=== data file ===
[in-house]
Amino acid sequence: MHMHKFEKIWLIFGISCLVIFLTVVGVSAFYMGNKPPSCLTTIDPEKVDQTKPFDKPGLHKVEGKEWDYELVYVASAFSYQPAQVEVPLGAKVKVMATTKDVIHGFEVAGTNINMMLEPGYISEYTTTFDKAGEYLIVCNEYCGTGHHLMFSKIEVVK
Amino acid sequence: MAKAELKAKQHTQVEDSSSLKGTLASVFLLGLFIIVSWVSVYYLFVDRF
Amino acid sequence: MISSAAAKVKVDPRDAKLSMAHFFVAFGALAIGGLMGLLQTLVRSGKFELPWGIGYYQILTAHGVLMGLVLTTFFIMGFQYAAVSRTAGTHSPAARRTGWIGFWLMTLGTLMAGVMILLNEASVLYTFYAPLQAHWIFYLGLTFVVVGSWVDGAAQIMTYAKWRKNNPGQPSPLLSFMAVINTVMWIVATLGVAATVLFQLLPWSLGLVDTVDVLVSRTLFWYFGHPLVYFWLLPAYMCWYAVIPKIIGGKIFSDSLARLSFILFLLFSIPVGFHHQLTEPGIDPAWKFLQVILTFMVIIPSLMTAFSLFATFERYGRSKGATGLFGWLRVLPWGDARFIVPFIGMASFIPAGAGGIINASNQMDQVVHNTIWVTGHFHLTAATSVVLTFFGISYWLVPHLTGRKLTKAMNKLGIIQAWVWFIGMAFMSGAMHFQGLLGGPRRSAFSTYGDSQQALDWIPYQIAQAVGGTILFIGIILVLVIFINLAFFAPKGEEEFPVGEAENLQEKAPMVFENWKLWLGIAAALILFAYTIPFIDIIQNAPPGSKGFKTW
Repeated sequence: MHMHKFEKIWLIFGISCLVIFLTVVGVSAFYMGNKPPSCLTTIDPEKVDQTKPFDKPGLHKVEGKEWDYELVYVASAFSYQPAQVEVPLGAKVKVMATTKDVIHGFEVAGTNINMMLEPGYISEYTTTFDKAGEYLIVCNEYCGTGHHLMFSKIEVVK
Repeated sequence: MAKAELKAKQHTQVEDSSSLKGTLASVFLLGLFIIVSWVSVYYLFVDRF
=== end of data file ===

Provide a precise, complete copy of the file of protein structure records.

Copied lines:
[in-house]
Amino acid sequence: MHMHKFEKIWLIFGISCLVIFLTVVGVSAFYMGNKPPSCLTTIDPEKVDQTKPFDKPGLHKVEGKEWDYELVYVASAFSYQPAQVEVPLGAKVKVMATTKDVIHGFEVAGTNINMMLEPGYISEYTTTFDKAGEYLIVCNEYCGTGHHLMFSKIEVVK
Amino acid sequence: MAKAELKAKQHTQVEDSSSLKGTLASVFLLGLFIIVSWVSVYYLFVDRF
Amino acid sequence: MISSAAAKVKVDPRDAKLSMAHFFVAFGALAIGGLMGLLQTLVRSGKFELPWGIGYYQILTAHGVLMGLVLTTFFIMGFQYAAVSRTAGTHSPAARRTGWIGFWLMTLGTLMAGVMILLNEASVLYTFYAPLQAHWIFYLGLTFVVVGSWVDGAAQIMTYAKWRKNNPGQPSPLLSFMAVINTVMWIVATLGVAATVLFQLLPWSLGLVDTVDVLVSRTLFWYFGHPLVYFWLLPAYMCWYAVIPKIIGGKIFSDSLARLSFILFLLFSIPVGFHHQLTEPGIDPAWKFLQVILTFMVIIPSLMTAFSLFATFERYGRSKGATGLFGWLRVLPWGDARFIVPFIGMASFIPAGAGGIINASNQMDQVVHNTIWVTGHFHLTAATSVVLTFFGISYWLVPHLTGRKLTKAMNKLGIIQAWVWFIGMAFMSGAMHFQGLLGGPRRSAFSTYGDSQQALDWIPYQIAQAVGGTILFIGIILVLVIFINLAFFAPKGEEEFPVGEAENLQEKAPMVFENWKLWLGIAAALILFAYTIPFIDIIQNAPPGSKGFKTW
Repeated sequence: MHMHKFEKIWLIFGISCLVIFLTVVGVSAFYMGNKPPSCLTTIDPEKVDQTKPFDKPGLHKVEGKEWDYELVYVASAFSYQPAQVEVPLGAKVKVMATTKDVIHGFEVAGTNINMMLEPGYISEYTTTFDKAGEYLIVCNEYCGTGHHLMFSKIEVVK
Repeated sequence: MAKAELKAKQHTQVEDSSSLKGTLASVFLLGLFIIVSWVSVYYLFVDRF